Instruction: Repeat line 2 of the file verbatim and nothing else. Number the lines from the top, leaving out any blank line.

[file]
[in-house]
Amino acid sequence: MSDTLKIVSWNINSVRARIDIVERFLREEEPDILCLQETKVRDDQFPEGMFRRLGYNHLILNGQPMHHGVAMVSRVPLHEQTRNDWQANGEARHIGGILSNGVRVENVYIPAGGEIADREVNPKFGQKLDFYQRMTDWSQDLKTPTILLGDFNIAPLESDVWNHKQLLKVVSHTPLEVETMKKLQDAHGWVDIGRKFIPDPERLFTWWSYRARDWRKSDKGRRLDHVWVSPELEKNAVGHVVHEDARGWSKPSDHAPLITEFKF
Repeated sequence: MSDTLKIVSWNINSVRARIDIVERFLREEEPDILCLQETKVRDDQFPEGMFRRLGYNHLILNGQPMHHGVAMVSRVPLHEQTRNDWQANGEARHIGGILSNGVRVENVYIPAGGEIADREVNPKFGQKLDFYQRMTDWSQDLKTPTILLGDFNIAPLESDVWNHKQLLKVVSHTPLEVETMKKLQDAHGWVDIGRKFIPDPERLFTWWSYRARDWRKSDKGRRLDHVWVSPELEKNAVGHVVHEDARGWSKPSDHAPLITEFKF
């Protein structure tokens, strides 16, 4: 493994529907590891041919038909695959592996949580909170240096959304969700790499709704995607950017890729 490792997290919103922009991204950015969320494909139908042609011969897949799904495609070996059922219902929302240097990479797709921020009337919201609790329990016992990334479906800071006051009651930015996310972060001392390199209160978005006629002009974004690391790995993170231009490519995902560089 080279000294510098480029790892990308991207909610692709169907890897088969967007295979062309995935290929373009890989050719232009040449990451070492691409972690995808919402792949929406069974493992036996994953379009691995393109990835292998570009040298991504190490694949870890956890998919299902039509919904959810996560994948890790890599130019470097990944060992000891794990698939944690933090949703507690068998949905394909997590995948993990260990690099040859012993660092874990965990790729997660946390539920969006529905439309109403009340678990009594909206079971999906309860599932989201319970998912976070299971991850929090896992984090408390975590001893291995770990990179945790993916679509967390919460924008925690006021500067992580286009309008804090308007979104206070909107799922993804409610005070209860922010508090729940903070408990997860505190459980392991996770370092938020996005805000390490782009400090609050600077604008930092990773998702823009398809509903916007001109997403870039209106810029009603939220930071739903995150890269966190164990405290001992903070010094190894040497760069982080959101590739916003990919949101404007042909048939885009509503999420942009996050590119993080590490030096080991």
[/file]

Amino acid sequence: MSDTLKIVSWNINSVRARIDIVERFLREEEPDILCLQETKVRDDQFPEGMFRRLGYNHLILNGQPMHHGVAMVSRVPLHEQTRNDWQANGEARHIGGILSNGVRVENVYIPAGGEIADREVNPKFGQKLDFYQRMTDWSQDLKTPTILLGDFNIAPLESDVWNHKQLLKVVSHTPLEVETMKKLQDAHGWVDIGRKFIPDPERLFTWWSYRARDWRKSDKGRRLDHVWVSPELEKNAVGHVVHEDARGWSKPSDHAPLITEFKF